The Last Martials Arts Hero... A Jet Li Biography
Many mainland Chinese actors have made their fortunes in Hong Kong, but few have scaled the dizzy heights of Jet Li. There has been an understated theme running through Jet’s career, regularly playing the underdog in the face of oppression and injustice. He himself came from a world of hardship to become a leading figure on the international movie scene. Outside films, Jet has avoided the direct glare of the media spotlight and remained relatively reclusive compared to other aspiring
This can be traced back to his years of studying Wushu which he learnt from a young age. Rather than searching externally for celebrity, Jet looked for balance and fulfilment inside himself. It is no surprise that through this inner peace he has managed to flourish in such a demanding environment. When he has used his celebrity status it has been to support good causes, such as major restoration work at Buddhist temples.
His performances over the past three decades have left an impact on the genre that is beyond question. Even though his career has stalled on several occasions Jet has successfully reinvented himself in a number of guises. Whilst shunning the media spotlight when others have embraced it, he has still developed a legacy as the last great martial arts movie star!
Jet Li was born on 26th April 1963 and was one of five children. He was born on the outskirts of Beijing in a small town called Heibei. His Mandarin name at birth was Li Lian Jie (in Cantonese it is Li Nin Kit). From a young age he excelled as a Wushu student and studied under the tutelage of Master Wu Bin. After three years of demanding training he won the Wushu Gold at the Chinese National Championships for five consecutive years (1974 to 1979). It was this attainment that led him to perform on the White House lawn in front of Richard Nixon and Henry Kissenger. After showcasing his skills across the globe it was only a matter of time before Jet got his first break in the movies.
Shaolin Temple series:
The Shaolin Temple films had already proved a great success for Shaw Brothers in the early to mid-seventies. The likes of Alexander Fu Sheng, Ti Lung, David Chiang and Chen Kwan Tai were box office gold depicting Shaolin heroes. When nineteen year-old Jet Li starred in The Shaolin Temple (1982) the course of action cinema was changed forever. Although a familiar plot (kid avenges his fathers death by learning martial arts from monks), it was the first such production for mainland China. The film was arduously shot over all four seasons capturing the magnificent Yellow River landscape, which was a far cry from the cramped conditions at the Shaw Brothers. It was an overnight success taking HK $16m and was no.4 at the Hong Kong box office that year. Aces Go Places was the clear winner taking HK $26m, but Shaolin Temple was only $1m behind Jackie Chan’s Dragon Lord and Dean Shek’s It Takes Two.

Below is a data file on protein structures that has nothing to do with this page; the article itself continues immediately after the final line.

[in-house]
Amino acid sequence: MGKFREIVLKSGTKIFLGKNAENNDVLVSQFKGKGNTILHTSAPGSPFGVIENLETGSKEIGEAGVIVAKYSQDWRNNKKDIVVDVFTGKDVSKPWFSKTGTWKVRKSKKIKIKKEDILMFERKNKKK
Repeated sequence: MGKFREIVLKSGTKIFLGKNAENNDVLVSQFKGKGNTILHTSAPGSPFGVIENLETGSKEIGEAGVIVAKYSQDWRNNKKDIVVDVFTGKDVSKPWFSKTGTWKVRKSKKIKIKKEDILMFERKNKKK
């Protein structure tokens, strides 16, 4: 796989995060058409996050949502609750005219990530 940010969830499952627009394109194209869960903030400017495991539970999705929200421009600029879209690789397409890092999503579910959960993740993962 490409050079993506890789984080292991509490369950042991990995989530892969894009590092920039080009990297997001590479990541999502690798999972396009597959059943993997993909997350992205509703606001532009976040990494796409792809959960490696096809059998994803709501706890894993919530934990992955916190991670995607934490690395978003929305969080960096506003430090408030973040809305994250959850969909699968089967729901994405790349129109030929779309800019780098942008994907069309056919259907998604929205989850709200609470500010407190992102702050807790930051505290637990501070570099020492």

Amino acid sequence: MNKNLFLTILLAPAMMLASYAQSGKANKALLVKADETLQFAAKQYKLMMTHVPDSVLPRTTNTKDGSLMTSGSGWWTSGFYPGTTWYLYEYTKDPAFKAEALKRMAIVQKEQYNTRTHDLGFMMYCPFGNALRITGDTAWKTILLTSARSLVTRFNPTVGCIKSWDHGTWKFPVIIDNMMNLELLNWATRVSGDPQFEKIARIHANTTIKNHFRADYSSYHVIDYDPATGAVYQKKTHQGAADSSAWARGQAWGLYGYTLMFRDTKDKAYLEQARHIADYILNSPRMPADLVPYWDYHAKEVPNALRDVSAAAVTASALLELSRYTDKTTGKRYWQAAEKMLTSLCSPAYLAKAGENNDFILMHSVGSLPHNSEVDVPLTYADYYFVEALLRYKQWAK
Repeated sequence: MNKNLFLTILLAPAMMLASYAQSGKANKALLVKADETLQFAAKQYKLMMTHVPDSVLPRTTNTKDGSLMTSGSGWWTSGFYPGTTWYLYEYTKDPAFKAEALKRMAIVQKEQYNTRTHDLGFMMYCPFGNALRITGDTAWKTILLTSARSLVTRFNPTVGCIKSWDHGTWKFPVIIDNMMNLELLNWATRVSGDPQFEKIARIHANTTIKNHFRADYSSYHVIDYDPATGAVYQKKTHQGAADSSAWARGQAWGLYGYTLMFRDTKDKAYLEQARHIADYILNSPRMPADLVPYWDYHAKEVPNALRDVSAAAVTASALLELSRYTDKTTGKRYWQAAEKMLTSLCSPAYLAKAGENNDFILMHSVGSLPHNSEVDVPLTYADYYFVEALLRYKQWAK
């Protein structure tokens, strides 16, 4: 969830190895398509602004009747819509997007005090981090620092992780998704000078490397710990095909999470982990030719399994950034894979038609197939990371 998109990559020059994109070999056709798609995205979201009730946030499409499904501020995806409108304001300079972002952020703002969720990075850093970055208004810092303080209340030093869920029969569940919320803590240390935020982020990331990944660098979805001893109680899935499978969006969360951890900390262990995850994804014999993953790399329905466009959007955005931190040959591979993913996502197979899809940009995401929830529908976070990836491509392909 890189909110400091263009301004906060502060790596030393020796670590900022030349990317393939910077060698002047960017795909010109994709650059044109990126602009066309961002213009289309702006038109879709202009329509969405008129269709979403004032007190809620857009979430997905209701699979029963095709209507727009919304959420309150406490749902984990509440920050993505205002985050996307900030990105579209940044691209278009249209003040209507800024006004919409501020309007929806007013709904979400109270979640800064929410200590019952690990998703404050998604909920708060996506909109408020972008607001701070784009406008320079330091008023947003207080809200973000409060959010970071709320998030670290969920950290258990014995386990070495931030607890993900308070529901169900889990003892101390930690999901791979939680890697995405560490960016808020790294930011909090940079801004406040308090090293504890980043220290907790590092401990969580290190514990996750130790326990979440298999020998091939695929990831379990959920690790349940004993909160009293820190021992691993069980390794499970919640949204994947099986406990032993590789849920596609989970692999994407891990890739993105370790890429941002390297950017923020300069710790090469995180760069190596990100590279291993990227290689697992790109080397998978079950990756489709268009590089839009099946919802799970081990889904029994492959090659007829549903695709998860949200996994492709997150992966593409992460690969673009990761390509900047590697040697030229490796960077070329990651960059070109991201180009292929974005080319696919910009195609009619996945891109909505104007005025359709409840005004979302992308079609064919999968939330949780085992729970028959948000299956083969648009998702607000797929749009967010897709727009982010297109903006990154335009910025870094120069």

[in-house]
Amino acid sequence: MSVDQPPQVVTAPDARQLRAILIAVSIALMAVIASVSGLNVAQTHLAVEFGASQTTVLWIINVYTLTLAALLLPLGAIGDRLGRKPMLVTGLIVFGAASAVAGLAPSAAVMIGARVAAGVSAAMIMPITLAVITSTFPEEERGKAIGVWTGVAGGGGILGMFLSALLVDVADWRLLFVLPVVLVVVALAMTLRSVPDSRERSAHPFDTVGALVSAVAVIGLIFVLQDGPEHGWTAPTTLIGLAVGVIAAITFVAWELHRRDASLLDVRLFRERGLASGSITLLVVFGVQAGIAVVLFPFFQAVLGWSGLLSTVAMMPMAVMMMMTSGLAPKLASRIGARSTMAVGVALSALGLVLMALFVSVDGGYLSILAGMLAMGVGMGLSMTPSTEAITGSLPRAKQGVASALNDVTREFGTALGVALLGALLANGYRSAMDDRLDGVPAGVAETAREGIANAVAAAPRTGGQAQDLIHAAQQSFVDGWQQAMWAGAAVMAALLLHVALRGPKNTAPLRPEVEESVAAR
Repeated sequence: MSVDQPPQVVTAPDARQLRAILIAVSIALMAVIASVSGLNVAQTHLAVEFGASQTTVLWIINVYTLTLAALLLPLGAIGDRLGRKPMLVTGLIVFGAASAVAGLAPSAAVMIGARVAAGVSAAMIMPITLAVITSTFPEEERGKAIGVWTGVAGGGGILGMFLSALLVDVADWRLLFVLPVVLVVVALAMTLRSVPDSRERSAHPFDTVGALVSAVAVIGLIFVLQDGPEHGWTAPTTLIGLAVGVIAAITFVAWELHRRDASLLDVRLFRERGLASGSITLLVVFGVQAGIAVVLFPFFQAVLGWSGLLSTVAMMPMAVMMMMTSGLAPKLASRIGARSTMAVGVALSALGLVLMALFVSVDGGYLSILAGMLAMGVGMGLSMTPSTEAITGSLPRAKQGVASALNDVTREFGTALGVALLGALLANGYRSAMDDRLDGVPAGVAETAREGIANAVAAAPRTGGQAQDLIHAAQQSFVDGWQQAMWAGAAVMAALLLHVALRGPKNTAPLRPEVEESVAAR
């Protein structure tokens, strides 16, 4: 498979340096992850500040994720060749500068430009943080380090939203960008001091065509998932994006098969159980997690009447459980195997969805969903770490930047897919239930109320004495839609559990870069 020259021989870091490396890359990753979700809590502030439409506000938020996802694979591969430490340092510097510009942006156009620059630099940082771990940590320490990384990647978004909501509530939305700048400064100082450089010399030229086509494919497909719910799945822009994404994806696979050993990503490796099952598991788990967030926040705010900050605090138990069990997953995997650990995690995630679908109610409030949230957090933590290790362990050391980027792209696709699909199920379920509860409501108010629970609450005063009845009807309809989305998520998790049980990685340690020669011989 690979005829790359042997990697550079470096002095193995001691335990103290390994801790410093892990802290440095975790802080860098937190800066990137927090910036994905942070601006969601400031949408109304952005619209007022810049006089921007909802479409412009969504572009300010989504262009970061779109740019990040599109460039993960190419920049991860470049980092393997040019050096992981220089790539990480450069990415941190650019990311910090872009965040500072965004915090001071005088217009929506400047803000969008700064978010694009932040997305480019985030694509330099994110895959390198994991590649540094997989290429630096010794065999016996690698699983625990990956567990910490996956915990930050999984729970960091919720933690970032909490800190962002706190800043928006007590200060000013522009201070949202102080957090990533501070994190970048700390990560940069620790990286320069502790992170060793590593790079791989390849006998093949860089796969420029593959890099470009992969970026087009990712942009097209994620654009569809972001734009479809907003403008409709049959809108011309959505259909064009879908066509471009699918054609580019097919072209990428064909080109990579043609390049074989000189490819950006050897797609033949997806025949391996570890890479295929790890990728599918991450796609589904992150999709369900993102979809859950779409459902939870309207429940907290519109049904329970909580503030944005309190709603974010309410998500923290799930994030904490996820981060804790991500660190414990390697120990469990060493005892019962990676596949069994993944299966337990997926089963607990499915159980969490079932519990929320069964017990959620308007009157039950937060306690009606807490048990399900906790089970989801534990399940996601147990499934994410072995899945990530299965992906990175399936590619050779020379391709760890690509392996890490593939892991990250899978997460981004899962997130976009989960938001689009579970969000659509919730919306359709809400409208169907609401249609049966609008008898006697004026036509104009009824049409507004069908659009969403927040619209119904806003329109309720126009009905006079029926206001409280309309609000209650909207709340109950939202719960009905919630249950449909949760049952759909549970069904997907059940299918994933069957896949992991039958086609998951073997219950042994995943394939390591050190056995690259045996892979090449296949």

As is the case with most successful ventures in cinema, there was every chance of a sequel. The Shaolin Temple became a trilogy as Jet starred in Shaolin Temple 2 (1983) and Shaolin Temple 3 (1986). In all three he faced the formidable adversary Yu Cheng-Hui. Shaolin Temple 2 (aka. Kids from Shaolin) was a largely forgettable romp, but it again proved to be hugely popular with the audiences taking HK $22m and being the third most successful movie of the year. The final instalment was directed by Shaw Brothers legend, Lau Kar Leung. It was the least successful of the three, coming in at sixth in the 1986 box office, but still taking a very respectable HK $18m. Many regard Shaolin Temple 3 (The Martial Arts of Shaolin) as the strongest in terms of action and production values and it remains a fan favourite to this day. Jet’s memories are not so favourable on the final production. He vividly remembers the divisions between the Hong Kong and mainland cast & crew and the tension it produced on set. Following this production he launched himself into a series of works that challenged the injustice and inequality he saw in the world around him.
Time in the Wilderness:
The next few years were surprisingly lean for a movie star in such a prolific industry. He did get married to Qiuyan Huang in 1987. The marriage lasted three years and gave Li two daughters. During this period Jet broadened his skills by directing and starring in Born to Defense (1986). As a twenty-three year old director, his work was largely overlooked by fans and critics alike. It remained important to Jet as it began to explore the issues of preferential treatment for foreigners on Chinese soil several years before Once Upon a Time in China. However, his next movie, Dragon Fight, was even more anonymous. He filmed it with Tsui Hark in America whilst on a two-year work visa and it was shelved for several years without a distributor. Many people look back at this movie and wonder why it fared so poorly. Jet Li was a proven box office star and his support cast included the likes of Stephen Chow, Dick Wei and Nina Li. In Jet’s defence, many lesser mortals have struggled when trying to ‘crack America’ early in their careers.